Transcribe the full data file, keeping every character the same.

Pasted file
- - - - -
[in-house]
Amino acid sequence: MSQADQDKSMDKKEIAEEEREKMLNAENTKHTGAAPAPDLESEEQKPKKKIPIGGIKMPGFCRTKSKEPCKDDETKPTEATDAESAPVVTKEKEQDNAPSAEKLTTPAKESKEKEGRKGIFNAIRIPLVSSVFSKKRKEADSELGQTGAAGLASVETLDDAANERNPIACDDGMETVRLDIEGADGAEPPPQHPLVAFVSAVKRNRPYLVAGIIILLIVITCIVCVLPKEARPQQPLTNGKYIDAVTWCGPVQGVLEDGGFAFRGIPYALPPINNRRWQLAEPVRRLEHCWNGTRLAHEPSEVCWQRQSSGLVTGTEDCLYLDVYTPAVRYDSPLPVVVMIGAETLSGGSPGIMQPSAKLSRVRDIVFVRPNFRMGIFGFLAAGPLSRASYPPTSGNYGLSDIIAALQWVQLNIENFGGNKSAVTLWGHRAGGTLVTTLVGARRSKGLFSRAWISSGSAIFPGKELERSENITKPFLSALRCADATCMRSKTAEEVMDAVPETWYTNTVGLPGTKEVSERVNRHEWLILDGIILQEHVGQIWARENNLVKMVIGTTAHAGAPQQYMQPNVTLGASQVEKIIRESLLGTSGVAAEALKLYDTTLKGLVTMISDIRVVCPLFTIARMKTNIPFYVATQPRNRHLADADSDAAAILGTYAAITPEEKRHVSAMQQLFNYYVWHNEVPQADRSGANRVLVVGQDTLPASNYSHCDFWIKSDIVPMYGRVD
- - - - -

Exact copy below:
[in-house]
Amino acid sequence: MSQADQDKSMDKKEIAEEEREKMLNAENTKHTGAAPAPDLESEEQKPKKKIPIGGIKMPGFCRTKSKEPCKDDETKPTEATDAESAPVVTKEKEQDNAPSAEKLTTPAKESKEKEGRKGIFNAIRIPLVSSVFSKKRKEADSELGQTGAAGLASVETLDDAANERNPIACDDGMETVRLDIEGADGAEPPPQHPLVAFVSAVKRNRPYLVAGIIILLIVITCIVCVLPKEARPQQPLTNGKYIDAVTWCGPVQGVLEDGGFAFRGIPYALPPINNRRWQLAEPVRRLEHCWNGTRLAHEPSEVCWQRQSSGLVTGTEDCLYLDVYTPAVRYDSPLPVVVMIGAETLSGGSPGIMQPSAKLSRVRDIVFVRPNFRMGIFGFLAAGPLSRASYPPTSGNYGLSDIIAALQWVQLNIENFGGNKSAVTLWGHRAGGTLVTTLVGARRSKGLFSRAWISSGSAIFPGKELERSENITKPFLSALRCADATCMRSKTAEEVMDAVPETWYTNTVGLPGTKEVSERVNRHEWLILDGIILQEHVGQIWARENNLVKMVIGTTAHAGAPQQYMQPNVTLGASQVEKIIRESLLGTSGVAAEALKLYDTTLKGLVTMISDIRVVCPLFTIARMKTNIPFYVATQPRNRHLADADSDAAAILGTYAAITPEEKRHVSAMQQLFNYYVWHNEVPQADRSGANRVLVVGQDTLPASNYSHCDFWIKSDIVPMYGRVD